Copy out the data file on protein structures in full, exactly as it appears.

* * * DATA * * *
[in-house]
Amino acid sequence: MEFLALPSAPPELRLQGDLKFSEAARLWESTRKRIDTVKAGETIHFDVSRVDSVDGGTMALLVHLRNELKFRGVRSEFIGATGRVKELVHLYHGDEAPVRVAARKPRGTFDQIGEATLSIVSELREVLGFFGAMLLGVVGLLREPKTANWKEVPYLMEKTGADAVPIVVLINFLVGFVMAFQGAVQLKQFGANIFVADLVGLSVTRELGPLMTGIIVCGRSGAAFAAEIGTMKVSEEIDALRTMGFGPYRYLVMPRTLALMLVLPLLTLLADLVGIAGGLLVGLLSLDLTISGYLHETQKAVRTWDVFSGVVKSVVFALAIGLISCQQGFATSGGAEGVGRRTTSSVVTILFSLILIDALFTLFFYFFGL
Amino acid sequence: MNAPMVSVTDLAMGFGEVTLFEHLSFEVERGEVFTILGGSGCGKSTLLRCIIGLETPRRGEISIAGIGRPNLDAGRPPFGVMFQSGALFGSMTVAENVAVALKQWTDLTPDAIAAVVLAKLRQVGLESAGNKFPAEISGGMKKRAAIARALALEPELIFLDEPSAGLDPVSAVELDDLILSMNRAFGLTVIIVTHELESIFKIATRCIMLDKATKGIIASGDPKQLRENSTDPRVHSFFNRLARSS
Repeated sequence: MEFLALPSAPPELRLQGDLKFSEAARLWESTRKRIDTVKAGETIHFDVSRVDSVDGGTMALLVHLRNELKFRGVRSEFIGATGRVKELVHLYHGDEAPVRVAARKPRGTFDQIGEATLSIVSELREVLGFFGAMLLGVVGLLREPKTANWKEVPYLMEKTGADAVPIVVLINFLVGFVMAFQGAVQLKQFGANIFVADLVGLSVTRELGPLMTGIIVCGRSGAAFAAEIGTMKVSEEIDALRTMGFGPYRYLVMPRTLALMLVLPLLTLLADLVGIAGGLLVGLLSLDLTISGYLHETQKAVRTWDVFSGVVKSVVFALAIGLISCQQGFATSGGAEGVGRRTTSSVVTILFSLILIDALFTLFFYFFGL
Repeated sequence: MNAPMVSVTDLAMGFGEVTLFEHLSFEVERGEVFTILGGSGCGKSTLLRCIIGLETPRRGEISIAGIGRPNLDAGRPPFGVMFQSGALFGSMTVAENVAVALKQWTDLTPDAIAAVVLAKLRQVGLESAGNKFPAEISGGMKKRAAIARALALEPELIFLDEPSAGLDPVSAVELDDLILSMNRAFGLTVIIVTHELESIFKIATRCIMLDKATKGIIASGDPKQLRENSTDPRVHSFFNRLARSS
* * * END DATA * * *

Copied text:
[in-house]
Amino acid sequence: MEFLALPSAPPELRLQGDLKFSEAARLWESTRKRIDTVKAGETIHFDVSRVDSVDGGTMALLVHLRNELKFRGVRSEFIGATGRVKELVHLYHGDEAPVRVAARKPRGTFDQIGEATLSIVSELREVLGFFGAMLLGVVGLLREPKTANWKEVPYLMEKTGADAVPIVVLINFLVGFVMAFQGAVQLKQFGANIFVADLVGLSVTRELGPLMTGIIVCGRSGAAFAAEIGTMKVSEEIDALRTMGFGPYRYLVMPRTLALMLVLPLLTLLADLVGIAGGLLVGLLSLDLTISGYLHETQKAVRTWDVFSGVVKSVVFALAIGLISCQQGFATSGGAEGVGRRTTSSVVTILFSLILIDALFTLFFYFFGL
Amino acid sequence: MNAPMVSVTDLAMGFGEVTLFEHLSFEVERGEVFTILGGSGCGKSTLLRCIIGLETPRRGEISIAGIGRPNLDAGRPPFGVMFQSGALFGSMTVAENVAVALKQWTDLTPDAIAAVVLAKLRQVGLESAGNKFPAEISGGMKKRAAIARALALEPELIFLDEPSAGLDPVSAVELDDLILSMNRAFGLTVIIVTHELESIFKIATRCIMLDKATKGIIASGDPKQLRENSTDPRVHSFFNRLARSS
Repeated sequence: MEFLALPSAPPELRLQGDLKFSEAARLWESTRKRIDTVKAGETIHFDVSRVDSVDGGTMALLVHLRNELKFRGVRSEFIGATGRVKELVHLYHGDEAPVRVAARKPRGTFDQIGEATLSIVSELREVLGFFGAMLLGVVGLLREPKTANWKEVPYLMEKTGADAVPIVVLINFLVGFVMAFQGAVQLKQFGANIFVADLVGLSVTRELGPLMTGIIVCGRSGAAFAAEIGTMKVSEEIDALRTMGFGPYRYLVMPRTLALMLVLPLLTLLADLVGIAGGLLVGLLSLDLTISGYLHETQKAVRTWDVFSGVVKSVVFALAIGLISCQQGFATSGGAEGVGRRTTSSVVTILFSLILIDALFTLFFYFFGL
Repeated sequence: MNAPMVSVTDLAMGFGEVTLFEHLSFEVERGEVFTILGGSGCGKSTLLRCIIGLETPRRGEISIAGIGRPNLDAGRPPFGVMFQSGALFGSMTVAENVAVALKQWTDLTPDAIAAVVLAKLRQVGLESAGNKFPAEISGGMKKRAAIARALALEPELIFLDEPSAGLDPVSAVELDDLILSMNRAFGLTVIIVTHELESIFKIATRCIMLDKATKGIIASGDPKQLRENSTDPRVHSFFNRLARSS